She remembered running along metal corridors that groaned underfoot. The fluorescent tubes bursting and flickering, sending sparks through a gloomy hell. Irregular movements as the undersea platform disintegrated, throwing her against walls. The screams of all those around her washed away. Trying to catch her breath on the ladder, but slipping on the cold rungs. Her bare knuckles turning white and, as the grey sky beckoned, a surge of water coming through the hatch, as if to say: “Not so fast. I’m not done with you yet.”

Andrea took a breath and looked down to see North Point disappear, the light of the service hatch flickering through the waves. A hand grabbed from the gloom above. The hoistman sighed with effort as Andrea’s soaked form fell onto the deck. With a final glance, she looked down to the sea. It was finally over.

© Richard Holliday, 2016

Update: If you’d like this story in Kindle format then visit my Short Stories folder where you’ll find it and all of my other stories!


Short Story: Port of Call

Port of Call
by Richard Holliday

6,810 words

“Hello?” Jake called, his voice echoing in the darkness. “Is anyone there?”

No response. Just the gentle hum of machinery. To his right, Jake observed the great bulkhead that separated the crew passage from the holding tank stood motionless. A gentle rumble inside murmured. Akin to a metal stomach, Jake thought nothing of it. These noises were the normal thrum of the ship as it ‘lived’. Further down the passage, where the low lights became hazy with the distance, metal banged against metal. A peeling sound followed, with a scream unmistakable with death coming just after. Erupting in an aural explosion into the odd, misplaced serenity of the corridor.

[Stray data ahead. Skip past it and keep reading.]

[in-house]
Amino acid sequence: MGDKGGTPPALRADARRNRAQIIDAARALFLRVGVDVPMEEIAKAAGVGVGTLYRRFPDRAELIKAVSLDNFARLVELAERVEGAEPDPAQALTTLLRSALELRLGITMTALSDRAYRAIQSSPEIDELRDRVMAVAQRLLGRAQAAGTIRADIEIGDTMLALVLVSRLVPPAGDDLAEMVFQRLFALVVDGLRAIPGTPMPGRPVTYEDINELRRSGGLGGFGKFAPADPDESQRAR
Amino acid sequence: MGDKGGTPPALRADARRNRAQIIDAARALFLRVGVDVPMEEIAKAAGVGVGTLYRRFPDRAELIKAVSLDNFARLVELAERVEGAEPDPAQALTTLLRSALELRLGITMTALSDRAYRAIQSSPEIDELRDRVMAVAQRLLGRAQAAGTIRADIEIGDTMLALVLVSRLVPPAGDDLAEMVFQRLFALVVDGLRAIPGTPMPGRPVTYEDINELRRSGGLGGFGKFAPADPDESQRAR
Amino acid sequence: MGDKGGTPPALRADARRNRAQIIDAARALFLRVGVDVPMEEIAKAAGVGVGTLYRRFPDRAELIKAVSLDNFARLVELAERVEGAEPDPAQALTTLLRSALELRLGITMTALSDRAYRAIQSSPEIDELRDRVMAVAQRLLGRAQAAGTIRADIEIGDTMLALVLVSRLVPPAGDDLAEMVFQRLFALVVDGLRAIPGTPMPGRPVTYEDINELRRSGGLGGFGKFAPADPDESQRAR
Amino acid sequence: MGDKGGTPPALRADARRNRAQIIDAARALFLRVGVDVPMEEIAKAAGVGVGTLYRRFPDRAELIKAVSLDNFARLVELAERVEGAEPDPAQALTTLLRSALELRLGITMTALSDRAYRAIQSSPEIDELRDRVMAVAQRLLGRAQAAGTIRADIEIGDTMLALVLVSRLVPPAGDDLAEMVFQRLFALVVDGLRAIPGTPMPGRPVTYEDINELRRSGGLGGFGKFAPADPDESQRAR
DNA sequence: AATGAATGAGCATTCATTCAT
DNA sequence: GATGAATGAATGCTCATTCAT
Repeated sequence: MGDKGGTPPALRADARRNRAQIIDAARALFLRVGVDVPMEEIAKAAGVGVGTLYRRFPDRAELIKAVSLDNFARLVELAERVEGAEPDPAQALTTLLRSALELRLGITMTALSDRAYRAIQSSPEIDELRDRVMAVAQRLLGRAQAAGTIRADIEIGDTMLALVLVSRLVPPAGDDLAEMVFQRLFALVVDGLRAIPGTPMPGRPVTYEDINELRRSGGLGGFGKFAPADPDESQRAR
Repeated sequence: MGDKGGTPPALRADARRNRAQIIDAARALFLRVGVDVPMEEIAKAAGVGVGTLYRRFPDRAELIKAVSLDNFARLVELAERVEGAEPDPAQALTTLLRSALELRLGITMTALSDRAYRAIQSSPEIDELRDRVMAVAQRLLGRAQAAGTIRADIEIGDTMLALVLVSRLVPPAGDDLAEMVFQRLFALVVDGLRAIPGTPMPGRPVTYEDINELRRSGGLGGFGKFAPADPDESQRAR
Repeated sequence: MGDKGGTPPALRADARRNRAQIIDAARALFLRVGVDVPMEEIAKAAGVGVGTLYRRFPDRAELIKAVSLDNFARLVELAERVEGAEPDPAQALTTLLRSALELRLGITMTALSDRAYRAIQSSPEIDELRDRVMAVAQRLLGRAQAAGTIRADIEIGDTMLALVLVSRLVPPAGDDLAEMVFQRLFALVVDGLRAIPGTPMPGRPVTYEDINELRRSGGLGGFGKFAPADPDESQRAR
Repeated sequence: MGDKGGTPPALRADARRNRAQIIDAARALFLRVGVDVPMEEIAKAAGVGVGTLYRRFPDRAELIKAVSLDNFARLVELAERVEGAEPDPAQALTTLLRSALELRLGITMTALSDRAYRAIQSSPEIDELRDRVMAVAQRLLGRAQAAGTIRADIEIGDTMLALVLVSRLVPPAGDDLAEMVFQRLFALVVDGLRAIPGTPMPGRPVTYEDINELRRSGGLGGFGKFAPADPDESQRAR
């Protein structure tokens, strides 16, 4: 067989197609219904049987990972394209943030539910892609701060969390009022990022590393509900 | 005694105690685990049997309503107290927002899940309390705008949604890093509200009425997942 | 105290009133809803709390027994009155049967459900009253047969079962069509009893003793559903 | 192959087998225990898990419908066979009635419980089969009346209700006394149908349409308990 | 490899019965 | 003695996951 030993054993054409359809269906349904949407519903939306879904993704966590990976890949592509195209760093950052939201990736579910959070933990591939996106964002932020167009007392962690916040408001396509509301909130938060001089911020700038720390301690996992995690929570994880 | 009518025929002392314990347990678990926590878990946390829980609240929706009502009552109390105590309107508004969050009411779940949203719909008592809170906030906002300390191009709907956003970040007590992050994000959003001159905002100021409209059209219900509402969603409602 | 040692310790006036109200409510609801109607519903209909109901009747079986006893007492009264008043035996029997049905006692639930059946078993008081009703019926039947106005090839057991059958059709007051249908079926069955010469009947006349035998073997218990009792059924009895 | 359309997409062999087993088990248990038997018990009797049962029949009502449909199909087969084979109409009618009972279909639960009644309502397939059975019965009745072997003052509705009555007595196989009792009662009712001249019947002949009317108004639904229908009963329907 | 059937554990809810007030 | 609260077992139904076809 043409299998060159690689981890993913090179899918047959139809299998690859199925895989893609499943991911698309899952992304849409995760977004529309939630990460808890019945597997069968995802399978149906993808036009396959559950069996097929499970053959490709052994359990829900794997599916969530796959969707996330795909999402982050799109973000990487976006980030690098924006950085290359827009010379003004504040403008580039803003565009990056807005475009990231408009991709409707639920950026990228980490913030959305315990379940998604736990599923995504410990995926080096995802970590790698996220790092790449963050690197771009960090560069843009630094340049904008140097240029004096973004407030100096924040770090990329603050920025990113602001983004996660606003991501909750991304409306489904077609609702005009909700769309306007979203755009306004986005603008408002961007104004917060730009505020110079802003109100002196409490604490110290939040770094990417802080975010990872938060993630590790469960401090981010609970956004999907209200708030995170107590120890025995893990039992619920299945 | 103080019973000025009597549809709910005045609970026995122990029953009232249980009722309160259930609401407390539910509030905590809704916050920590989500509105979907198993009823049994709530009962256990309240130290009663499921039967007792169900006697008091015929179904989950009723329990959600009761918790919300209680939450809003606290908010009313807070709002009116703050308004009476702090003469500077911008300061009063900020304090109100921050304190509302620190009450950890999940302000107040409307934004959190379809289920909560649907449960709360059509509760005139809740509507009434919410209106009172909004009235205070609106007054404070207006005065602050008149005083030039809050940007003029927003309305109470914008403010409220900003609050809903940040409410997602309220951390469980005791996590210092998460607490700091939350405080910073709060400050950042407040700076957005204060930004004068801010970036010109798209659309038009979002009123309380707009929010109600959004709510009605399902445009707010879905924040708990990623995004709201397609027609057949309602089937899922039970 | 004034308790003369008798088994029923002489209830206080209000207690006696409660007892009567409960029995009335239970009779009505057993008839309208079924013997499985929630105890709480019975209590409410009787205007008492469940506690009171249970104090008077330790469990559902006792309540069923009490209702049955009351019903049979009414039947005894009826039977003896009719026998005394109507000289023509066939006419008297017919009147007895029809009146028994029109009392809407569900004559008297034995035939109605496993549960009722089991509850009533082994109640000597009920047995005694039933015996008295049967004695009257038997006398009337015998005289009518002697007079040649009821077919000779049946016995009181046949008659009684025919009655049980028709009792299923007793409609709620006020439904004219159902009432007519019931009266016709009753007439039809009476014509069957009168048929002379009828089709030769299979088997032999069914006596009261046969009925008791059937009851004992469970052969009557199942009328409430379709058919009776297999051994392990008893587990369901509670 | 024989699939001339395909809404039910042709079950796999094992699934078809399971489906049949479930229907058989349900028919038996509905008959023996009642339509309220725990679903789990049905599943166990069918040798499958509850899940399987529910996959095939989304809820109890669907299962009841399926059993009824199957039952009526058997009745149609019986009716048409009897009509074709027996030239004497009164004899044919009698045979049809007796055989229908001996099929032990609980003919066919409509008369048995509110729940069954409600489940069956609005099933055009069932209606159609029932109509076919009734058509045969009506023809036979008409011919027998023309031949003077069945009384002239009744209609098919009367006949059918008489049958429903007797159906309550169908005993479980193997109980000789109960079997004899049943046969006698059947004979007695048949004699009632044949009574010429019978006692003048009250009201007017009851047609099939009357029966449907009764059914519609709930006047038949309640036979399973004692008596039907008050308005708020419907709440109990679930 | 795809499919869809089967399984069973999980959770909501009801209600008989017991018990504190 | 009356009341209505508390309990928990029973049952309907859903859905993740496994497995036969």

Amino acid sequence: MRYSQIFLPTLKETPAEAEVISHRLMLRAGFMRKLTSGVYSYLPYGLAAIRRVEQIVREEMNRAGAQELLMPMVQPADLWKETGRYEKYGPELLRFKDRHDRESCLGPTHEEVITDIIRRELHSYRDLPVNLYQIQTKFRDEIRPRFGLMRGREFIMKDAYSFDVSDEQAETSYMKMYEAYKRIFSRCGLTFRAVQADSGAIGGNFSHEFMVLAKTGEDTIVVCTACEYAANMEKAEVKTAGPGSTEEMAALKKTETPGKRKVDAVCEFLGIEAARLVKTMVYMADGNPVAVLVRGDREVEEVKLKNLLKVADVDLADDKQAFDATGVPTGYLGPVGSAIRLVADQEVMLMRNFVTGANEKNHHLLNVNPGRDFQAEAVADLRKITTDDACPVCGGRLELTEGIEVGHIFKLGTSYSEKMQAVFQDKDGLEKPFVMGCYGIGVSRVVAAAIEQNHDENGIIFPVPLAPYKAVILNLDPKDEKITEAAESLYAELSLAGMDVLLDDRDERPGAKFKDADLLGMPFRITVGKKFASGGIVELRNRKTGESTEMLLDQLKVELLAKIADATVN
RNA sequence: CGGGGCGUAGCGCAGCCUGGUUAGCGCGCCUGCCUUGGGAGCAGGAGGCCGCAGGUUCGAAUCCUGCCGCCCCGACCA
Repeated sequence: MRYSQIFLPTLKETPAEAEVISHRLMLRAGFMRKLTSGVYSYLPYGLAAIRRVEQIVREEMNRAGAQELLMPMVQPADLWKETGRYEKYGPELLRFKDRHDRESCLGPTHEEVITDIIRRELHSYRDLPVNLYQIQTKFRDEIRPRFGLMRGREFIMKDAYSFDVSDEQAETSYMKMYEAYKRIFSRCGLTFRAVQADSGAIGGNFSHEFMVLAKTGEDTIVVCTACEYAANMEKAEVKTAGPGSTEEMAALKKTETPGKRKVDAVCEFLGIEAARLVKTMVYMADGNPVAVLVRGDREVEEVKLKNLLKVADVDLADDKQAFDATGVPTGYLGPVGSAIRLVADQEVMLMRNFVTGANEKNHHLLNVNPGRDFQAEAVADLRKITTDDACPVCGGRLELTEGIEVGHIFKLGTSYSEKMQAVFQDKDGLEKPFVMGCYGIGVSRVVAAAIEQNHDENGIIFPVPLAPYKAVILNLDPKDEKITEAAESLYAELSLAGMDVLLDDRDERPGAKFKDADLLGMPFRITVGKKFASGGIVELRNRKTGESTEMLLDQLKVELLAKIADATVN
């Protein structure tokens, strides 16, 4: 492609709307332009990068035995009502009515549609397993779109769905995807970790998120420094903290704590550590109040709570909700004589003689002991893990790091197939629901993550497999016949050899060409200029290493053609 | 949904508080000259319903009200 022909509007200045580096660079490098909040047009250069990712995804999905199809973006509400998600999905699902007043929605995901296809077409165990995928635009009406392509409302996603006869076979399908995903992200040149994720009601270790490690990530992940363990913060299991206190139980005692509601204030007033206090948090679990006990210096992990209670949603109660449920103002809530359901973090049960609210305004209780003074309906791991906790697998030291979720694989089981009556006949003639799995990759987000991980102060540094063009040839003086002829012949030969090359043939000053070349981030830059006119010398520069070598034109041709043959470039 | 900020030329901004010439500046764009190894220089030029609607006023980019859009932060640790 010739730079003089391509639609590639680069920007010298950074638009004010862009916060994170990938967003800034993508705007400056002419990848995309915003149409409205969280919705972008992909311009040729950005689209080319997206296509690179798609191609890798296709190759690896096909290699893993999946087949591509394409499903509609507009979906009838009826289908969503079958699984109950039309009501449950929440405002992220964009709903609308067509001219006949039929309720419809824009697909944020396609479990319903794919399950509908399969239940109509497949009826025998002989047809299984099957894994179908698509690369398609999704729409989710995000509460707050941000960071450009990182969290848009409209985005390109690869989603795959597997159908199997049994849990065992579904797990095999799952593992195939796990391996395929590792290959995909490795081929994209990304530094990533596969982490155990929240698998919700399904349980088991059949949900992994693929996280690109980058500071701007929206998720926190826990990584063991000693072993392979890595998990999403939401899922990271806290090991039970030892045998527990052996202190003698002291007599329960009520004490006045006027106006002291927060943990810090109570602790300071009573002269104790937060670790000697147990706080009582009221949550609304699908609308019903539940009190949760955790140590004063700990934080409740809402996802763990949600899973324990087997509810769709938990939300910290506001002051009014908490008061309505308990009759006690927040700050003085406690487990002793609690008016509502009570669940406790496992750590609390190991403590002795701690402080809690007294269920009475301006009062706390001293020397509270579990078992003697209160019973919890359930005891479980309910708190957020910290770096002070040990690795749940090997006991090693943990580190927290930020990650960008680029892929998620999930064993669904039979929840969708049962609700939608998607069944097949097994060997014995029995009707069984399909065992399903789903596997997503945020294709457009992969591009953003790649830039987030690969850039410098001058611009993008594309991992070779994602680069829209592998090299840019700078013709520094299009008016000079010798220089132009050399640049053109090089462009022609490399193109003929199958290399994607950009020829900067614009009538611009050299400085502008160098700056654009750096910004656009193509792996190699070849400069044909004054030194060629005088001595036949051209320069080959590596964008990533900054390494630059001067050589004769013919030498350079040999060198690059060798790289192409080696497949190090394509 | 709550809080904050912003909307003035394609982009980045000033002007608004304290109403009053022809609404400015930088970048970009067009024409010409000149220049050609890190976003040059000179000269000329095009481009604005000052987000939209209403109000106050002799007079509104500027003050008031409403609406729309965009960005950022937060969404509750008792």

Jake gulped. The clipboard dropped from his hand as sweat trickled subconsciously from every surface of his skin. Doors were banging in a rhythmic pattern. Down the passage. Coming toward him. Frozen, Jake looked down the passageway, waiting for what would no doubt be death.

Unexpectedly, the door behind him flung from tis hinges, impacting the opposite wall and becoming embedded in it. Smoke rose from the crumpled metal as it dissolved into a putrid, jellified mess, leaving a pool of reacted acid forming on the floor. The diseased blood of a mechanical being.

He spun round and looked up at the being eight feet tall that had smashed the door. A drop of viscous and rancid fluid, its composition clearly alien, fell onto his fabric uniform. The patch of embroidered lettering, spelling out Jake’s surname, Green, discoloured and started to smoulder. With a wince, the young man gripped his eyes shut. A sticky heat enveloped his chest, seemingly destined right for his heart.

He screamed for a millisecond before the sound of another door crashing away brought an instant darkness.

Continue reading “Short Story: Port of Call”

Short Story: Traffic

by Richard Holliday

1,888 words

Fans whirred in the server hall. It was raining outside but here the weather never faltered from a dry warmth. The detritus of packing crates filled the floor. In ill-fitting, standard issue navy-blue jumpers, a couple of technicians unplugged their diagnostics equipment and stood back, with one’s finger poised above a red plunger.

It had been a long month, but between them they’d done it. Installed the whole system. Wired it in. And now they hoped for the best.

“Ready to make the trains run on time?” the first technician chuckled before releasing the catch. Plastic snapped and the hall burst into electronic life with a flutter of LEDs. The smell of electrical contact filled the room with a dry, instant heat as the hardware dialled up.

After a few minutes, the second technician looked around. The server monitor remained blank.

“Is it ready?”

His colleague arched his eyebrows. The manual specified no post-powering up tasks. The shipping notes and guidance files had been littered with redactions. Wherever this system had come from, it being here was all they needed to know.